Pamapardu Jukurrpa (Flying Ant Dreaming) – Winkie Spencer, 2017


  • 56.5cm x 56.5cm
  • 2017
  • Acrylic On Linen
  • Catalog No: 1161-8387-17

This painting depicts the Pamapardu Jukurrpa (Flying Ant Dreaming) from Wapurtali, west of Yuendumu. ‘Pamapardu’ is the Warlpiri name for the flying ants or termites that build the large anthills found throughout Warlpiri country. Pamapardu build earth mounds called Mingkirri that are common in the Tanami area. When heavy rains come in summer the mingkirri are flooded out, so the Pamapardu emerge from their nests/mounds with wings and, following their Queens, who fly off to make new homes in dry mounds or to build anew. The wings are subsequently discarded when the ants when they have found their new home. The ant grubs are eaten by goannas and are also collected by women, using fighting sticks to smash the nests, for human consumption. In this stage they can be lightly cooked in coals and eaten. They are nice and sweet. In contemporary Warlpiri paintings traditional iconography is used to represent the Jukurrpa, particular sites and other elements. When this Jukurrpa story is painted concentric circles are used to represent the ‘mingkirri’ and the rockholes involved in the story, including the central one at Wapurtali [Mt Singleton]. Dashes are often depicted around the circles to represent the Pamapardu.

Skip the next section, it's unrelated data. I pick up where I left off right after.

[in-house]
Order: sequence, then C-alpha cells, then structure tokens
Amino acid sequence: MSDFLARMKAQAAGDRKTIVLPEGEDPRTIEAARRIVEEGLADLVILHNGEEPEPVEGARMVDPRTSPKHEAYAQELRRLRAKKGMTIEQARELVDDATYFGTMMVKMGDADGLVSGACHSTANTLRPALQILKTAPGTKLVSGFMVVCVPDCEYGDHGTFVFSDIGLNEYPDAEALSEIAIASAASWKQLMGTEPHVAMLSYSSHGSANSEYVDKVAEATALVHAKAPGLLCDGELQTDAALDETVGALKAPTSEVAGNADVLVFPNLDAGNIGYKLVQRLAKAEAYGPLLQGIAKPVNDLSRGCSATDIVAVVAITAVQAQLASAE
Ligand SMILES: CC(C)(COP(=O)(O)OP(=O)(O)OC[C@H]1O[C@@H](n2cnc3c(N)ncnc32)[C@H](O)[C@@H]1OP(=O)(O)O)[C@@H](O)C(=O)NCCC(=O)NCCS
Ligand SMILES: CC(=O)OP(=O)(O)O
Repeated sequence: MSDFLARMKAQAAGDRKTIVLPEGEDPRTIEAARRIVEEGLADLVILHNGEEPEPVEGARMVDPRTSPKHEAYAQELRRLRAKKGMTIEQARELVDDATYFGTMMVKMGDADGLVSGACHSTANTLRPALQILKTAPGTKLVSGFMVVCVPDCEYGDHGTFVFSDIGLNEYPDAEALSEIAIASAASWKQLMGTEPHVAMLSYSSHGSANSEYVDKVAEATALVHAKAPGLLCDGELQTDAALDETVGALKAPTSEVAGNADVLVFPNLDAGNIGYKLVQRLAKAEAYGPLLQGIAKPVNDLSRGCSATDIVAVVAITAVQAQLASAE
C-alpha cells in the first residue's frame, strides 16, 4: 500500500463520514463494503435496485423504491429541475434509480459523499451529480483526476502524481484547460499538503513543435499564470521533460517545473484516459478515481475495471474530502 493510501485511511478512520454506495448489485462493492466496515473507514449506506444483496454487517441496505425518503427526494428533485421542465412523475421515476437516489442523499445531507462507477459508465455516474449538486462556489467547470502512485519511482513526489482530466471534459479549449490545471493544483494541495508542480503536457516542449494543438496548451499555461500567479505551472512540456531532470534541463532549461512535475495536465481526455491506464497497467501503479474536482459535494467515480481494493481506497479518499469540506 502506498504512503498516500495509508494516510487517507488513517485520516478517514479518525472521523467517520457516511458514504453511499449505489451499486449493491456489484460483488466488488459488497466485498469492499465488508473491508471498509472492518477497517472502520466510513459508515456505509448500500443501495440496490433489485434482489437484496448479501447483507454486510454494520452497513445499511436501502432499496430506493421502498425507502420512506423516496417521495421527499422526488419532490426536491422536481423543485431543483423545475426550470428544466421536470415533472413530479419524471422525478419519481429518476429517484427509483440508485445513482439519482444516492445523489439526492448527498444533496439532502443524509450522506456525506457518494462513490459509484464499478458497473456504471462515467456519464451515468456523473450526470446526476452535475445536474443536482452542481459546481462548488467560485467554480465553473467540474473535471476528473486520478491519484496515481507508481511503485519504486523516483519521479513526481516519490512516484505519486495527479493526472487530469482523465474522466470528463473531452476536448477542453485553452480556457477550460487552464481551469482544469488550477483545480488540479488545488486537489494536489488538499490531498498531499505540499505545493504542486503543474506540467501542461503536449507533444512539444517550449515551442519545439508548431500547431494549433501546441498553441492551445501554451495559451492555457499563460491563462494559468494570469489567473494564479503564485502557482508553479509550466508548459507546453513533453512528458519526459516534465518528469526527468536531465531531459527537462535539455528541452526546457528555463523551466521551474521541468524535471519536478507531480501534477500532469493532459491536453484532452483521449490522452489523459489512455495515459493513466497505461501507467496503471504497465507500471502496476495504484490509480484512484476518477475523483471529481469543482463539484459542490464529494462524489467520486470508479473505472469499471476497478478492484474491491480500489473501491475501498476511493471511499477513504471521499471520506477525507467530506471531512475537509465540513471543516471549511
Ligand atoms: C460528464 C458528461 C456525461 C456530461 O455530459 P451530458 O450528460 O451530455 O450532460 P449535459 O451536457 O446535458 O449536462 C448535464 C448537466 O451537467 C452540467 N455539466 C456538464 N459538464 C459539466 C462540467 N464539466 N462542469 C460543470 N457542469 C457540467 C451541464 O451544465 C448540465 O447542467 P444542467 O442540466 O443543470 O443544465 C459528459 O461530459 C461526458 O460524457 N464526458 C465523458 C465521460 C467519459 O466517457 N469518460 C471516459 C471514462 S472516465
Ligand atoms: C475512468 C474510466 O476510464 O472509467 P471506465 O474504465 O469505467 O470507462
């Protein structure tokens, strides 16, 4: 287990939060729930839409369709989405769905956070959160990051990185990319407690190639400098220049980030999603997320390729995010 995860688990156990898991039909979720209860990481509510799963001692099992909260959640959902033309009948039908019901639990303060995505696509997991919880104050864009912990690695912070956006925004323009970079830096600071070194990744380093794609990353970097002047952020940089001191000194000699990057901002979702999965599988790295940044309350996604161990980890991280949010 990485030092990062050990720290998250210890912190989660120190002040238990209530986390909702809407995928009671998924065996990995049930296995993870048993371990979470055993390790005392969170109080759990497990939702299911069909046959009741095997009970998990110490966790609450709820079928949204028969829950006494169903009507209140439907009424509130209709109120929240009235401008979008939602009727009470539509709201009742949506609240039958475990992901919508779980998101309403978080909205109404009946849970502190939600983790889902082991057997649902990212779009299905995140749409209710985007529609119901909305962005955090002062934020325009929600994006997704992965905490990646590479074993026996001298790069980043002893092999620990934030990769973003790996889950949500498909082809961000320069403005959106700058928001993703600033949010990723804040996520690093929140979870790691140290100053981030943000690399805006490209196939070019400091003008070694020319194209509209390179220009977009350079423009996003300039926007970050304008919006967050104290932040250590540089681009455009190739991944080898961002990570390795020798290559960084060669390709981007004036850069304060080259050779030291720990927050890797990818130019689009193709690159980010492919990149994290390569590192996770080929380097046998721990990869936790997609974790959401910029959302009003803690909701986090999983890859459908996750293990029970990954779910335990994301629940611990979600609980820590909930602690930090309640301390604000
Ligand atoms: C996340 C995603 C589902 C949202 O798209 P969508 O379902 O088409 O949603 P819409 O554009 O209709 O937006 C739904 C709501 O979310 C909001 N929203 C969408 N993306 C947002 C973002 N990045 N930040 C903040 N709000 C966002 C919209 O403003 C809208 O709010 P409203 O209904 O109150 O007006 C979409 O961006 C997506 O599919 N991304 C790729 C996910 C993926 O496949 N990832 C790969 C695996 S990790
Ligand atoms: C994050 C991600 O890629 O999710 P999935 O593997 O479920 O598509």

The Jukurrpa travels west from Alyewarre and Anmatyarr country. When it reaches Warlpiri country it is first carried by Jangala/Jampijinpa mens’ and Nangala/Nampijinpa womens’ sections, before passing on to the Jakamarra/Jupurrurla men and Nakamarra/Napurrurla women. The country of this painting is Yilkirri, near Wapurtali (Mt. Singleton area). Depiction of the Dreaming is distinctive in the pairs of marks representing the termite wings.